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Rosemary In and Out of the Kitchen

Chef Anne shows us food and non-food uses for this easy-to-grow herb.

Three years ago, I planted a tiny, 4-inch rosemary seedling in my garden. Today I have a very large rosemary bush! I’ve never fertilized it. I don’t water it except on very hot summer days and then, only about once a week. It seems no amount of neglect is too much for this hearty herb.

If you have the proverbial black thumb, then I suggest you try growing a rosemary plant. It thrives in poor soil, with partial sun and obviously with lots of neglect.

Although I don’t tend to this great herb much, I do find myself breaking off branches several times a week. I use it not only in my cooking, but in many other ways as well. Run out to your local nursery and pick up a plant today.

Some uses for rosemary in food:

  •  Strip fresh leaves from the stem and mince them with a chef's knife. Use in meat rubs and marinades.
  • Whole sprigs can be placed on grilling meats and fish, or even tossed onto coals to add flavor.
  • Take leaves from the stem and lay them out on a clean towel for a day or two until they dry. Then crush them in a zip lock bag using a rolling pin or meat mallet. Or put them in a spice grinder to grind. You really don’t want to use whole dried rosemary leaves in cooking as they don’t soften and can be quite irritating to swallow.
  • Dried rosemary is much stronger than fresh. Substitute one teaspoon dried for one tablespoon fresh.
  • One of my favorite uses is to use the woody stems as kabob skewers. Keep the leaves on or take them off and use them to season the meats and vegetables. Place your cubed meat and pieces of vegetable on the stems just as you would on any skewer; only these help season your food while it cooks.
  • Another, similar way to use them are as substitutes for toothpicks in recipes calling for rolled, stuffed meats. Use the rosemary stems in place of the toothpicks for a nice punch of flavor.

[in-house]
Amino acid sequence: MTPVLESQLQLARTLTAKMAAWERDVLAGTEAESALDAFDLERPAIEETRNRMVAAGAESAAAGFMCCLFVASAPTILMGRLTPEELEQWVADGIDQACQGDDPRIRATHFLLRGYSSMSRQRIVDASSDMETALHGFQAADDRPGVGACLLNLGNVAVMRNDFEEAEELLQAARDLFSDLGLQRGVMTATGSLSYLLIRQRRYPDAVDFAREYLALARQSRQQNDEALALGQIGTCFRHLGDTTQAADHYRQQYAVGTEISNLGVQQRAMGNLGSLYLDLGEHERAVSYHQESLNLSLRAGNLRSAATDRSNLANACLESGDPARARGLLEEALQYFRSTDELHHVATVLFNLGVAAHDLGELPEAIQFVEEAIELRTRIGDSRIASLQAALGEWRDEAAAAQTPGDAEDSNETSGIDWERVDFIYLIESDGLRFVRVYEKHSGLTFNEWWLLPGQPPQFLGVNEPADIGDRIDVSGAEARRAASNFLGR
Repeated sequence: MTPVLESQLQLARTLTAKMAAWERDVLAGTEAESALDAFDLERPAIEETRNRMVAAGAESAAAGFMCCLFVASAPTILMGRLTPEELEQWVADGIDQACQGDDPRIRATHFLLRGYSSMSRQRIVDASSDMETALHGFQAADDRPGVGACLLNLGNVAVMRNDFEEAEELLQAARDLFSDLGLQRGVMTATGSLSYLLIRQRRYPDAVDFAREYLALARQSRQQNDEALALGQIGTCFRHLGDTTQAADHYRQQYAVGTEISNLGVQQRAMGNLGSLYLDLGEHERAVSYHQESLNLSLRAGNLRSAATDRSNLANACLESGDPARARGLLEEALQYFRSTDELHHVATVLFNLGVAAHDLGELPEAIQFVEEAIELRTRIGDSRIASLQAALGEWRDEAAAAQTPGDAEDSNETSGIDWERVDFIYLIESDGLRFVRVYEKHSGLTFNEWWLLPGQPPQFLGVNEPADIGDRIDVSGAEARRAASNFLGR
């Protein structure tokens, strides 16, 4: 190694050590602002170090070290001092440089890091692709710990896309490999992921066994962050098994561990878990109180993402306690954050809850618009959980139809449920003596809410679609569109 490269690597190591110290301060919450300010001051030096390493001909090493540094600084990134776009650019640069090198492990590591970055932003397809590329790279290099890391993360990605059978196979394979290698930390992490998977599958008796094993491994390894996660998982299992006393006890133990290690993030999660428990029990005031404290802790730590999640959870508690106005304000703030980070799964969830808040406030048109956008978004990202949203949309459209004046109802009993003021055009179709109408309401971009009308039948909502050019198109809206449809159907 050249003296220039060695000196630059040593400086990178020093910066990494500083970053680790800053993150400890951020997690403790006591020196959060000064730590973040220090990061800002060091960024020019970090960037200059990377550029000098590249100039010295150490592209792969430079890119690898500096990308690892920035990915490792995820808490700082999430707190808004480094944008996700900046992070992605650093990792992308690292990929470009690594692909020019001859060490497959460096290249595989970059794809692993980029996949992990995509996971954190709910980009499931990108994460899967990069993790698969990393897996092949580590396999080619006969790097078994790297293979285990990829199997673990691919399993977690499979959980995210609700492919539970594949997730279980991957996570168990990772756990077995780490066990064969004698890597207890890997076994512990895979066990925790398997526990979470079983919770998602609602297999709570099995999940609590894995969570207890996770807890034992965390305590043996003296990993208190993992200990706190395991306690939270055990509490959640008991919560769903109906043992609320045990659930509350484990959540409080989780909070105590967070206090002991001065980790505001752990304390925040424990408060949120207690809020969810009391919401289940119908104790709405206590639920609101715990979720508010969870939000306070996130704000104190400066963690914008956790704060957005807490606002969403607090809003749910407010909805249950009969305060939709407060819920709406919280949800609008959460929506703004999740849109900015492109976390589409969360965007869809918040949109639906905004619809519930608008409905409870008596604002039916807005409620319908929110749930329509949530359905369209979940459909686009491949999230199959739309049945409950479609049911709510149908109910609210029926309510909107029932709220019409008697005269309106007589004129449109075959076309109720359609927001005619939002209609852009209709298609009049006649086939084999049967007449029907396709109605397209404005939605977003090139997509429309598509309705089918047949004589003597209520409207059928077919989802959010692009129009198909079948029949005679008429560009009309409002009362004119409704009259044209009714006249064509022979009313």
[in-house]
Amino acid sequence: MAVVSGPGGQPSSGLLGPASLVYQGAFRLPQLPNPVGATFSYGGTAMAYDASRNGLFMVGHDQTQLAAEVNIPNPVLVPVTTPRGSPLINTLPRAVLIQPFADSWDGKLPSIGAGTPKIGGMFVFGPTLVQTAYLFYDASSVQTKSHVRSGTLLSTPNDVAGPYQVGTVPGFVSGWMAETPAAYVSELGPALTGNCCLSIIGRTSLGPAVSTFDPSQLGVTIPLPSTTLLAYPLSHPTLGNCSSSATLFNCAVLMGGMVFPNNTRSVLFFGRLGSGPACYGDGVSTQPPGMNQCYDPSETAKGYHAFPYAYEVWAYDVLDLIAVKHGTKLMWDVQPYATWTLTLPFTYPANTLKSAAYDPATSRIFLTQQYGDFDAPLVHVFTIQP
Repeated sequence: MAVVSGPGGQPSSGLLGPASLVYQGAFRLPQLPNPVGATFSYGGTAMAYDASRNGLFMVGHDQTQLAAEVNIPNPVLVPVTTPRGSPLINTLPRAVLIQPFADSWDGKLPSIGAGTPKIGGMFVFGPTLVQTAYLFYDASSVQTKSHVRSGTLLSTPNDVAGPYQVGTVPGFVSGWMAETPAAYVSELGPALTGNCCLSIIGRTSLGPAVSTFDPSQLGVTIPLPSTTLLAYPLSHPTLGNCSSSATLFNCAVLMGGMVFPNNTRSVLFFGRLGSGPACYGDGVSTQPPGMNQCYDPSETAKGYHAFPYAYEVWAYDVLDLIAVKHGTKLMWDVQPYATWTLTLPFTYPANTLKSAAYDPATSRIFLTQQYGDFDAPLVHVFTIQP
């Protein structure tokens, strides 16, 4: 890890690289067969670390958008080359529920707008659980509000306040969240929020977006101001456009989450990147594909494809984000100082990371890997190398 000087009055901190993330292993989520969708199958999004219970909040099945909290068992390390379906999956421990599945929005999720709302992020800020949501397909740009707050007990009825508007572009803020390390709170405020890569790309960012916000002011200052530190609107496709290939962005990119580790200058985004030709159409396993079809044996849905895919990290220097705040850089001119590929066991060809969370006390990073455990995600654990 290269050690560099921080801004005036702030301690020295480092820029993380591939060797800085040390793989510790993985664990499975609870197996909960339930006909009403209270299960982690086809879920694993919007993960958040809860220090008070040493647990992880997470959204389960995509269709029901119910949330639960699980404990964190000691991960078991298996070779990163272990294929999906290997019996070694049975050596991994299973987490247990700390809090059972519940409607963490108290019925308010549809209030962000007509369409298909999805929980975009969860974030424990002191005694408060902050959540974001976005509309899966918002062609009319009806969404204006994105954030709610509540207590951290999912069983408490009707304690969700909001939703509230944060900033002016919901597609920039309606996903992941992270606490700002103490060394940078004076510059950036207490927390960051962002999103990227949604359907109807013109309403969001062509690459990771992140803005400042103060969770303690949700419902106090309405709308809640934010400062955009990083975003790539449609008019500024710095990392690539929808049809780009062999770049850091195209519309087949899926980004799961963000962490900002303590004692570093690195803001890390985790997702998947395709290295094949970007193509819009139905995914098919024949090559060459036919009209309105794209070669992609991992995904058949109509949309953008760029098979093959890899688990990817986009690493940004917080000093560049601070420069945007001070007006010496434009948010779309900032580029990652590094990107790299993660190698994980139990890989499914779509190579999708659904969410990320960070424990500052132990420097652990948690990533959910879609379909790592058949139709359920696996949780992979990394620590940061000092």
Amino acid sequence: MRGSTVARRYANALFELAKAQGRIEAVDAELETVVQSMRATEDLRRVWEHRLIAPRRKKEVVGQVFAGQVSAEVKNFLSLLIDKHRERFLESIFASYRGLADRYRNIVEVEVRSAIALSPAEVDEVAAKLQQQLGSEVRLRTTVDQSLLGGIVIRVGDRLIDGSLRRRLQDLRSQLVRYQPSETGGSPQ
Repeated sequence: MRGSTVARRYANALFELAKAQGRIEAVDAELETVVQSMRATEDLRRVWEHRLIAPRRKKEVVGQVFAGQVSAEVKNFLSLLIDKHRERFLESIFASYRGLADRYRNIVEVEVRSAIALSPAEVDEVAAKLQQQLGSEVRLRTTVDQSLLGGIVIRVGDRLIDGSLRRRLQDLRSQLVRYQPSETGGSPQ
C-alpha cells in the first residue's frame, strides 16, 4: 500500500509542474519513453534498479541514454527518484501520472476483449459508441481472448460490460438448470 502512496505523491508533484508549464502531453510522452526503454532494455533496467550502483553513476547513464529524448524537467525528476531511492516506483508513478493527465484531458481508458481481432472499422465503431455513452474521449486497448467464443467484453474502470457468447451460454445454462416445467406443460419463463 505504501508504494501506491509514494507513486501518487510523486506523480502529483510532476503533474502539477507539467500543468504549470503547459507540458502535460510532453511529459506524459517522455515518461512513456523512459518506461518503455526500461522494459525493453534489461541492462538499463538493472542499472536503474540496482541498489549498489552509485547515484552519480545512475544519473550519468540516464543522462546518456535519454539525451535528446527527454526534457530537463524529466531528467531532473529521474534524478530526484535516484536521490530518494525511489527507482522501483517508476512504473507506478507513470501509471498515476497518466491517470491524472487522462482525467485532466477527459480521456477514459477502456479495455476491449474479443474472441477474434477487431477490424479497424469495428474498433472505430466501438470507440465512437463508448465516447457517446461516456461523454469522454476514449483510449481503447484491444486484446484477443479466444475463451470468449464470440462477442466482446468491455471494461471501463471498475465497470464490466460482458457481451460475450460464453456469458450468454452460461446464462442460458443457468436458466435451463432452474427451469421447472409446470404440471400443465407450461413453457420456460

Some non-food uses for rosemary:

  • Mosquitoes hate the smell of rosemary so it’s a natural repellant.
  • Boil ½ cup of rosemary leaves in 2 ½ cups water. Cool and use as a moisturizing hair rinse. It’s said that it also helps with hair re-growth and dandruff elimination.
  • Just like the mosquitoes, cats hate the smell of rosemary. Rosemary planted around your yard will keep feral cats away. You can also use it to train your house cat. If it seems your cat has claimed your bed or sofa, put a few stems of rosemary on it and it’ll quickly be discouraged.
  • Tie up a bunch and throw it on a campfire or in your fireplace to scent the air.
  • Rosemary is being studied as a possible link to help increase memory.

Here’s an easy recipe using rosemary that you will always want to have on hand in your refrigerator. Put this on everything from meats and vegetables to breads and crackers.

Rosemary Butter

  • 2 to 3 cloves garlic, finely minced
  • 1 tablespoon fresh rosemary leaves, removed from the stem and finely diced
  • ½ teaspoon lemon zest  (can use orange zest)
  • 1 tablespoon lemon juice (or orange juice)
  • ¼ teaspoon crushed red pepper
  • 1 stick butter, softened (use real butter, no substitutions)

Directions:

  1. Combine all ingredients in a small bowl and mix well.
  2. Place a piece of parchment or waxed paper on your work surface and spread the mixture out in a horizontal shape.
  3. Take the paper up and roll back and forth to create a log about 1 to 2 inches thick.
  4.  To store, twist the ends of the paper tightly and store in the refrigerator, or wrap airtight and freeze.

This will keep in the refrigerator for a week, but I seriously doubt you’ll have it
that long as you’ll be using it every chance you get!

In Dunedin, your best bets for finding fresh herbs are:

  • The Dunedin every Saturday in Pioneer Park.
  • The Farmers Market at North Pinellas Historical Museum every Sunday (at the corner of Curlew and Belcher roads).

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